Dodds Memorials: A History You Probably Didn’t Know: C.W. Post By Desiree Roose
Charles William Post, or C.W as he was known, was born in 1854 in Springfield Illinois. C.W. was an American innovator mostly known for his contributions to the prepared food industry, breakfast cereals and foods manufacturing.
Post suffered from mental illness a good portion of his adult life due to his overwork in the farm implement manufacturing industry. He left that trade and moved to Texas where he dabbled in real estate development until he again suffered from a mental breakdown.
He began to travel in search of a cure, taking interest in the chemistry of digestion as a possible solution to his ailment. After a period traveling in Europe, Post visited the Battle Creek Sanitarium in Battle Creek, Michigan. The facility was operated by John Harvey Kellogg, the brother of Kellogg Company founder Will Keith Kellogg.
Post has been accused of stealing several of Kellogg’s recipes and in 1895, he founded Postum Cereal Co also known as just Post. Post’s first breakfast cereal premiered in 1897 with the name Grape-Nuts because of the fruity aroma noticed during the manufacturing process, and the nutty crunch of the finished product. In 1904, he followed up the Grape Nuts label with a brand of corn flakes.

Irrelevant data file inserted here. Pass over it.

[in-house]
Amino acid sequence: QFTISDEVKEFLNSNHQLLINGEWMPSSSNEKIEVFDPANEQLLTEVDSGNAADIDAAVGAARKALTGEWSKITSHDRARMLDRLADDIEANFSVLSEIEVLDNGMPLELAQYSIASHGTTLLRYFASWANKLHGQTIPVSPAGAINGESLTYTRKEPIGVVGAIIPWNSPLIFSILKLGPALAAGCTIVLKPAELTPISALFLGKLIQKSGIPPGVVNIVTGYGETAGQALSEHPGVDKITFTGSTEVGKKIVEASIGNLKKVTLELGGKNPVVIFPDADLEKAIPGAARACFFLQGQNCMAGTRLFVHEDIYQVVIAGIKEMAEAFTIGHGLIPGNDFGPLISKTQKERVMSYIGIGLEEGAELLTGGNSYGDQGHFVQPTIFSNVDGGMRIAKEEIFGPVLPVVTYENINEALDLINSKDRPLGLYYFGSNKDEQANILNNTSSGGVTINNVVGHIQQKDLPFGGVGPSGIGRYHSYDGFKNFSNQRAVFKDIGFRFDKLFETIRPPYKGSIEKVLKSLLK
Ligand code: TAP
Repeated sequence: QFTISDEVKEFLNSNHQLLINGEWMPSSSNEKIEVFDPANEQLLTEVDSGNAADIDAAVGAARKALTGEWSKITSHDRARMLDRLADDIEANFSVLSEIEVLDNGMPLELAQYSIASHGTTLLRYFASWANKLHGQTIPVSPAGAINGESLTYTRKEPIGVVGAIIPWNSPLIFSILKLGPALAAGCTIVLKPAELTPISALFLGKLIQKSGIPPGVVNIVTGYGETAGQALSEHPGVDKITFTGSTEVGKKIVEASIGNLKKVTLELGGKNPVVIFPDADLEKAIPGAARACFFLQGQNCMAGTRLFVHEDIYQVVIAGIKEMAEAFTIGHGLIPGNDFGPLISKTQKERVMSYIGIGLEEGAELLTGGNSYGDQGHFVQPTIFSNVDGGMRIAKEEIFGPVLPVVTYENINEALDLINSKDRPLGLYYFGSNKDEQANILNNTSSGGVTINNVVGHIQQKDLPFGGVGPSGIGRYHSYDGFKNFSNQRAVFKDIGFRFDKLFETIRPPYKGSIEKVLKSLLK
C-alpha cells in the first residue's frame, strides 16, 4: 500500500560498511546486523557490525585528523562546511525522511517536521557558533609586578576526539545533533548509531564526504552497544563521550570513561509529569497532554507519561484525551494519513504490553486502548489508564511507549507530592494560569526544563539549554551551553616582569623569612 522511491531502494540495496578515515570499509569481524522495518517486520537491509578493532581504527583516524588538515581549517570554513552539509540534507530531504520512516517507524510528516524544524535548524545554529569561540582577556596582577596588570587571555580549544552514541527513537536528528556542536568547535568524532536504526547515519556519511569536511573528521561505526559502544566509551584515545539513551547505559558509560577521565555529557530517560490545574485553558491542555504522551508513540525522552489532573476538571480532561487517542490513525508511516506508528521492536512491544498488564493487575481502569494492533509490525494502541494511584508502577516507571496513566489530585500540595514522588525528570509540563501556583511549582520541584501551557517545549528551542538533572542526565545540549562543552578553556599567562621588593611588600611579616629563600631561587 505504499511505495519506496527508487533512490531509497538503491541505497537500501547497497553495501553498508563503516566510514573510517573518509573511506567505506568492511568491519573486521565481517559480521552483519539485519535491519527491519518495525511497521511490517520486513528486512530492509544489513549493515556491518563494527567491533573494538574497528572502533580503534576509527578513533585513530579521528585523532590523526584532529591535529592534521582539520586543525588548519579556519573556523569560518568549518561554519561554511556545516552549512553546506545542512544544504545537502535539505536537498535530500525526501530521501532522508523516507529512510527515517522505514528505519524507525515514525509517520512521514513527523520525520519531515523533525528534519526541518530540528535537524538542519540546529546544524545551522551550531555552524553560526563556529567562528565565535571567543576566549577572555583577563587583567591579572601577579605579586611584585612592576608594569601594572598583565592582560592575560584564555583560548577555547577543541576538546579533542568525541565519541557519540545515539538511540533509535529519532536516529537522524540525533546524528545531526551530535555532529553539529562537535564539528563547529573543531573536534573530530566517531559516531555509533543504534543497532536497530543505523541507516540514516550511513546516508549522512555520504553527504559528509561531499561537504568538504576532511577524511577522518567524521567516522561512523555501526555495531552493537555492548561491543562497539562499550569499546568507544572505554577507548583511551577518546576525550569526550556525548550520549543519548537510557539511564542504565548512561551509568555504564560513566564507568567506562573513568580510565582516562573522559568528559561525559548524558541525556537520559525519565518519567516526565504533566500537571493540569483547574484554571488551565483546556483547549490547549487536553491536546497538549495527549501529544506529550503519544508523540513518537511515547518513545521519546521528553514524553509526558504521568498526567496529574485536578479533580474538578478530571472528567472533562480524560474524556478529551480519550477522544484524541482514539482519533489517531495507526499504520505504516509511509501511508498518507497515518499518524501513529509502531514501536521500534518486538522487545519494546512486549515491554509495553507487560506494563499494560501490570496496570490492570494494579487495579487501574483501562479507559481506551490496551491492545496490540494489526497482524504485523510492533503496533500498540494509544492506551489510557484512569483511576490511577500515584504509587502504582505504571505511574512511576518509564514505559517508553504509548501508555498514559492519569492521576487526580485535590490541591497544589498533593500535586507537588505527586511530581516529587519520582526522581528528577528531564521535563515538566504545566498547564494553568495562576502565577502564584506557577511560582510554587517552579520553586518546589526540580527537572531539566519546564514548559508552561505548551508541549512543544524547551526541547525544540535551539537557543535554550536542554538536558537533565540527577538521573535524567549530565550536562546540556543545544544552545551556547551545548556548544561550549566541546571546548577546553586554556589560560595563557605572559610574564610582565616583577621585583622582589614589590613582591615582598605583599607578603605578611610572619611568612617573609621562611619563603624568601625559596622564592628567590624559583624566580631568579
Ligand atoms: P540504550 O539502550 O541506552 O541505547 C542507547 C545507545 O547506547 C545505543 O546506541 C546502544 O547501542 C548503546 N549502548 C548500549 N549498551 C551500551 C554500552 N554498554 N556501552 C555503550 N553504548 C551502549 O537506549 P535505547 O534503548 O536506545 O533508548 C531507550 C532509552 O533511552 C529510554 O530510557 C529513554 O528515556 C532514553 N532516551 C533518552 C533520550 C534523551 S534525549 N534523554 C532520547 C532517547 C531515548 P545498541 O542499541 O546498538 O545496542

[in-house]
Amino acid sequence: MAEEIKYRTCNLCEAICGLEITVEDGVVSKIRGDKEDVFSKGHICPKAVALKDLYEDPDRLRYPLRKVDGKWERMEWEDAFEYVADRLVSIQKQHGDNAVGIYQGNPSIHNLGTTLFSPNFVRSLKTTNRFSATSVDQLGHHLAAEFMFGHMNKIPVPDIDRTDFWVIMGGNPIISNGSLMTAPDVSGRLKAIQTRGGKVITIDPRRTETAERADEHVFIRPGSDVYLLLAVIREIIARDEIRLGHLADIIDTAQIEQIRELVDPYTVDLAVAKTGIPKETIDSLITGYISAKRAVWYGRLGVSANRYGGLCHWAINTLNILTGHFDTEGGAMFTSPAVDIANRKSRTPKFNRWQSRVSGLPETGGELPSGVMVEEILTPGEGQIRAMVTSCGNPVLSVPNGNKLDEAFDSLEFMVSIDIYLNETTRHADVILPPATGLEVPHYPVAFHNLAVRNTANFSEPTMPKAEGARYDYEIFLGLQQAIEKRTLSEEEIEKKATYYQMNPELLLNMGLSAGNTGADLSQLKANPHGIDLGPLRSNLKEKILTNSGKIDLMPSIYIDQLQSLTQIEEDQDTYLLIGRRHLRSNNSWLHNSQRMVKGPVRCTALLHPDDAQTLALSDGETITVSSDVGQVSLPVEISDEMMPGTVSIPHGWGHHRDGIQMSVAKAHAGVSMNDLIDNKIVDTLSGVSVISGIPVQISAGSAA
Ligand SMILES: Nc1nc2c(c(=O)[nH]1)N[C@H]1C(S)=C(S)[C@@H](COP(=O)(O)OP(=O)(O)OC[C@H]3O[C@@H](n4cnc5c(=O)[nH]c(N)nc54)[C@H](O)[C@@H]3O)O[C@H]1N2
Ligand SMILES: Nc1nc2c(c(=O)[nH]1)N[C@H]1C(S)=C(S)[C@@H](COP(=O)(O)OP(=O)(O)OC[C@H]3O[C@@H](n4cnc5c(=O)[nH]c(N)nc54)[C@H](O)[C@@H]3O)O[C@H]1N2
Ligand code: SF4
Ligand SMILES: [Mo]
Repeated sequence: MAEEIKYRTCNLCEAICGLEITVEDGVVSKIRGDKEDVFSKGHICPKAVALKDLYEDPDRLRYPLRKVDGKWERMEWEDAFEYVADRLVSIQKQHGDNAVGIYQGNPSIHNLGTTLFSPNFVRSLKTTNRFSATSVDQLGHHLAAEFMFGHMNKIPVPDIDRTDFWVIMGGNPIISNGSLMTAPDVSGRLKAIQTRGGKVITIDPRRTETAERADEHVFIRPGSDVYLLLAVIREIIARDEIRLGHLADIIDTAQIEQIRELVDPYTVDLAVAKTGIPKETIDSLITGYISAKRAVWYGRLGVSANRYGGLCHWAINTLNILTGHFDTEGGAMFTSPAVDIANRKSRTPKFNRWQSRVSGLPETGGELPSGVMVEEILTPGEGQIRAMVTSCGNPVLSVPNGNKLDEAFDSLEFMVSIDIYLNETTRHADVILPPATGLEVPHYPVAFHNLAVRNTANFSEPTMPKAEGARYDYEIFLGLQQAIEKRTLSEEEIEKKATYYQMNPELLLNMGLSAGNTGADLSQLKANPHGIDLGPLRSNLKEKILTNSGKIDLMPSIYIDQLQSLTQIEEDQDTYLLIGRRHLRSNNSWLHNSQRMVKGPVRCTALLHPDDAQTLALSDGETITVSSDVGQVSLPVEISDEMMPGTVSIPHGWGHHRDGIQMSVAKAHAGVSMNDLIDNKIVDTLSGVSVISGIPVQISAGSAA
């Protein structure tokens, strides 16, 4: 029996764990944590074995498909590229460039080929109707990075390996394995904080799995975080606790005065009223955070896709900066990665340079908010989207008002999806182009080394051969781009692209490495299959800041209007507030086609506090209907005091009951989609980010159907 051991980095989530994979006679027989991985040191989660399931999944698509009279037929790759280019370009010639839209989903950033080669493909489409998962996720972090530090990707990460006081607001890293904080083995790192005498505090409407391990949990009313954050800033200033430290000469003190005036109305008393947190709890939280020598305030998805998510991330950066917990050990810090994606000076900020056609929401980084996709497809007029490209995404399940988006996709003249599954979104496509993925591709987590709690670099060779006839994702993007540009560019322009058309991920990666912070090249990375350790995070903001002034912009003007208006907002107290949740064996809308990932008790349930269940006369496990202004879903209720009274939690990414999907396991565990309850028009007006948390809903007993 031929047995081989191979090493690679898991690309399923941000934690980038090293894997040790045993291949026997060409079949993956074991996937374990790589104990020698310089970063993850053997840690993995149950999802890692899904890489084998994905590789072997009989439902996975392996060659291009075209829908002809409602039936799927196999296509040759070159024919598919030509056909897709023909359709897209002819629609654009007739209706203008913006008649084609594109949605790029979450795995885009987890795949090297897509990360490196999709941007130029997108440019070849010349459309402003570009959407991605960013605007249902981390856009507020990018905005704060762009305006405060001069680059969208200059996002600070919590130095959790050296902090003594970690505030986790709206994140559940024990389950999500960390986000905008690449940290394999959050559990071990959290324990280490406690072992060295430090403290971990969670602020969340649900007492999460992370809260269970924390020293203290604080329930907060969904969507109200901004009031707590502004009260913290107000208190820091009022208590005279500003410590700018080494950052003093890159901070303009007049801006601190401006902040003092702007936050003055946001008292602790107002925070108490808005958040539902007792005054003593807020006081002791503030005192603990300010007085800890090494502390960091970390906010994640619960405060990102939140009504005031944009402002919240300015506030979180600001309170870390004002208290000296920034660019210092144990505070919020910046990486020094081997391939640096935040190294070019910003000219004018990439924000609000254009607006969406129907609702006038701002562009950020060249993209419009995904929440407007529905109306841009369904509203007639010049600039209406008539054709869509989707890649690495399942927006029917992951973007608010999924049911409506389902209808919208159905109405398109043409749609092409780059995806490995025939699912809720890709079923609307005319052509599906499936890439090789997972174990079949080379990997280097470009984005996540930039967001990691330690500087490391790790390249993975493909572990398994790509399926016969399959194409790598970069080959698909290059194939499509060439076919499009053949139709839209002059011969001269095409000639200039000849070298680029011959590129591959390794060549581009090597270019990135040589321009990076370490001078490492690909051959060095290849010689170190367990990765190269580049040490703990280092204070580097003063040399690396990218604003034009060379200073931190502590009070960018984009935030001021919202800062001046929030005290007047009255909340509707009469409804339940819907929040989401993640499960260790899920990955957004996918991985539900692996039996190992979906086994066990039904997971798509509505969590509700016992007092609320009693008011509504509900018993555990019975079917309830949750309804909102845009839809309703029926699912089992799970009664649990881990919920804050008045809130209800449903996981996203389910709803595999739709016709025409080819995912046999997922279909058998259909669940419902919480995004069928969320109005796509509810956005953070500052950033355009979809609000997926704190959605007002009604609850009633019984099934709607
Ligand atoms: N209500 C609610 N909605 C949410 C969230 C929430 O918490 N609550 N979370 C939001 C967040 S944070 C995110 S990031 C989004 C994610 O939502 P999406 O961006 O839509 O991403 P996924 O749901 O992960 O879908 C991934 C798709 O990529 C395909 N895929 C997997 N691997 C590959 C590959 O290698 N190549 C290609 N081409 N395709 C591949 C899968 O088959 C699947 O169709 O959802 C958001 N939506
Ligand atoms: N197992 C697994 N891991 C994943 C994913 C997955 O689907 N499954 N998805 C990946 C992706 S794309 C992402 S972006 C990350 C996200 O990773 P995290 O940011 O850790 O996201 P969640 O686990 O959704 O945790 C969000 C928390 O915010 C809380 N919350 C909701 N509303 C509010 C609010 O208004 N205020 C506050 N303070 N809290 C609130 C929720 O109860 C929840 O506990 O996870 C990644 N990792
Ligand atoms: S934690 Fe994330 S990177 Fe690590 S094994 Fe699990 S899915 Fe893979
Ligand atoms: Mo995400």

In 1913, Post became ill with what he thought was appendicitis. After seeking help from numerous doctors, he was deemed inoperable and was sent home without surgery or a cure. On May 9, 1914, despondent over his ongoing stomach illness, Post took his own life. His 27-year-old daughter, Marjorie Merriweather Post, inherited his company along with most of his vast fortune, one of the largest of the early 20th century.
The C.W. Post Mausoleum was built in 1915 at Oak Hill Cemetery in Battle Creek Michigan, now known as the Cereal City, at the cost of $100,000. The mausoleum is made of 630 tons of Victoria White granite quarried in Keene New Hampshire. The George Dodds and Sons granite company, now Dodds Memorials, owned the quarry. The two marble vaults are empty; the actual burial is nine feet below the floor of the mausoleum.
The Post Mausoleum was featured in The George Dodds& Sons Granite Company design book as an example of classic style mortuary architecture. The photos of the mausoleum are taken from that book, which includes numerous notable memorials such as Battle Monument at West Point and the Pylon monuments at Brooklyn Plaza New York. These monuments seem so far in the past but are still a representation of the work and craftsmanship on which we pride ourselves. From large project civic memorials to cemetery memorials, we stand behind our products today and for generations to come.